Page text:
My recent post on an exabyte-a-day generated a comment that got me thinking. What we need in the world today is a universal deduped archive. Such an archive would be a repository for all information generated by the world, nation, state, etc. and would automatically deduplicate the data and back it up.
Such an archive could be a new form of the current library. Keeping data for future generations and also for a nation’s population. Data held in the library repository would need to have:
- Iron-clad data security via some form of data-at-rest encryption. This is a bit tricky since we would want to dedupe all the data from everywhere yet at the same time have the data be encrypted.
- Enforceable digital rights management that would allow authorized users data access but unauthorized users would be restricted from viewing the information
- Easy accessibility that would allow home consumers access to their data in an “always on” type of environment or access from any internet enabled location.
- Dependable backups that would allow user restore of data.
- Time limited protection scheme that after so many years (60 or 100) of data non-access/non-modification, the data would revert to public access/non-secured access for future research.
- Government funding akin to today’s libraries that are publicly funded but serve those consumers that take the time to access their library facilities.
I see this as another outgrowth of current libraries which supports a repository for todays books, magazines, media, maps, and other published artifacts. However, in this case most data would not be published during a person’s lifetime but would become public property sometime after that person dies.
Benefits to society and the individual
Of what use could such a data repository be? Once the data becomes publicly accessible:
- Future historians could find out what life was really like, in a detail never before available. Find out what people were watching/listening to, who people wrote to/conversed with, and what people cared about in the 21st century by perusing the data feeds of that generation.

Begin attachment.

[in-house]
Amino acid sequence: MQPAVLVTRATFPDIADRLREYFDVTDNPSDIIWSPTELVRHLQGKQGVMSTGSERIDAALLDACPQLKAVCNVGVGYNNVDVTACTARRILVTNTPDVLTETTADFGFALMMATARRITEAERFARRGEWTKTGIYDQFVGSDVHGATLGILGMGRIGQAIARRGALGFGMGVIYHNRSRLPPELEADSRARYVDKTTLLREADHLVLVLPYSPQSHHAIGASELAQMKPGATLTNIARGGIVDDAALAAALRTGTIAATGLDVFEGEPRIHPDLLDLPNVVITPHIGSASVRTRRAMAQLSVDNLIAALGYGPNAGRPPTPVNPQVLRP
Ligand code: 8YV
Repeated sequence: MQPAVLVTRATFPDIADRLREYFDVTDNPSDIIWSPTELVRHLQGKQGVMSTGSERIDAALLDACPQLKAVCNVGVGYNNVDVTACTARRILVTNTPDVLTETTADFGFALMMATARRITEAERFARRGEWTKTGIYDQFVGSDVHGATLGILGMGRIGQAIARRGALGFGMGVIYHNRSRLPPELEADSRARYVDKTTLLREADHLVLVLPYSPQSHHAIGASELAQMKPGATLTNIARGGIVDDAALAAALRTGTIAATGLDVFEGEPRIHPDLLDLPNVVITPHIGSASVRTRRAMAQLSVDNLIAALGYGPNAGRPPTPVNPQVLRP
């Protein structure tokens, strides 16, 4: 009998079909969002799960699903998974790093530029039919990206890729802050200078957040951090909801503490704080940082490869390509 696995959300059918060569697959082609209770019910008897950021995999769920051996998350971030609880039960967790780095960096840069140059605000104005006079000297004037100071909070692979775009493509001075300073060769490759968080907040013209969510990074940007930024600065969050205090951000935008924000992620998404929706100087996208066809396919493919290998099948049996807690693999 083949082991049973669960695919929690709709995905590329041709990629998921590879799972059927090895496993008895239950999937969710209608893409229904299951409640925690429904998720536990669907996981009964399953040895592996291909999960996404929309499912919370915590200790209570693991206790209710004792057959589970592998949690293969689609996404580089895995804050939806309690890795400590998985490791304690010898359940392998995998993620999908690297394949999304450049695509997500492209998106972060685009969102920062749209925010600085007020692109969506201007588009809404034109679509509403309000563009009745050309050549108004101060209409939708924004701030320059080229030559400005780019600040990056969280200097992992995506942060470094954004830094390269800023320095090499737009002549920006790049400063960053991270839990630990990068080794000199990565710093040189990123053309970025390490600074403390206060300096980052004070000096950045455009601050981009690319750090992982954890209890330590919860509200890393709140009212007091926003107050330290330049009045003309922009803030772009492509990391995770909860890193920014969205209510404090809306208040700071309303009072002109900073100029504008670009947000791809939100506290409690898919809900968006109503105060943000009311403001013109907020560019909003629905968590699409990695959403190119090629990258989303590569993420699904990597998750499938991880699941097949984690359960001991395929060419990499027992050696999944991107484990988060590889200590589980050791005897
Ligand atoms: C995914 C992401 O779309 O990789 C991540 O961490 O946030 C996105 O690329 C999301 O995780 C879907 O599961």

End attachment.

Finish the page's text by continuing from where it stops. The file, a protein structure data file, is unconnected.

- Future scientists could mine the data for insights into a generation, network links, and personal data consumption.
- Future governments could mine the data looking for what people thought about a nation, its economy, politics, etc., to help create better government.
But mostly, we don’t know what future researchers could do with the data. If such a repository existed today for what people were thinking and doing 60 to 100 years ago, history would be much more person derived rather than media derived. Economists would have a much more accurate picture of the great depression’s affect on humankind. Medicine would have a much better picture of how the pollutants and lifestyles of yesterday impact the health of today.
Also, as more and more of society’s activity involve data, the detail available on a person’s life becomes even more pervasive. Consider medical imaging, if you had a repository for a person’s x-rays from birth to death, this data could potentially be invaluable to the medicine of tomorrow.
While the data is still protected people
- Would have a secure repository to store all their data, accessible from any internet enabled location
- Would have an unlimited repository for their data storage not unlike timemachine on the Mac which they could go back to at anytime in the past to retrieve data.
- Would have the potential to record even more information about their daily activities.
- Would have a way to license their data feeds to researchers for a price sort of like registering for Nielsen TV or Alexa web tracking.
Costs to society
The price society would pay could be minimized by appropriate storage and systems technology. If in reality the data created by individuals (~87PB/day from the above mentioned post) could be deduped by a factor of 50X, this would account for only 1.7PB of unique data per day worldwide. If I take a nation’s portion of world GDP as a surrogate for data created by a nation, then for the US with 23.6% of the world’s ’08 GDP, creates ~0.4PB of individual deduped data per day or ~150PB of data per year.
Of course this would be split up by state or by municipality so the load on any one juristiction would be considerably smaller than this. But storing 150PB of data today would take 75K-2TB drives and would cost about ~$15.8M in drive costs (2TB WD drive costs $210 on Amazon) in the US. This does not account for servers, backups, power, cooling, floorspace, administration, etc but let’s triple this to incorporate these other costs. So to store all the data created by individuals in the US in 2009 would cost around $47.4M today with today’s technology.
Also consider that this cost is being cut in half every 18 to 24 months but counteracting that trend is a significant growth in data created/stored by individuals each year (~50%). Hence, by my calculations, the cost to store all this data is declining slightly every year depending on the speed of density increase and average individual data growth rate.
In any event, $47.4M is not a lot to spend to keep a nation’s worth of individual data. The benefits to today’s society would be considerable and future generations would have a treasure trove of data to analyze whenever the need presented itself.
Holding this back today is the obvious cost but also all of the data security considerations. I believe the costs are manageable, at least at the state or municipal level. As for the data security considerations, simple data-at-rest encryption is one viable solution. Although how to encrypt while still providing deduplication is a serious problem to be overcome. Enforceable digital rights, time limited protection, and the other technological features could come with time.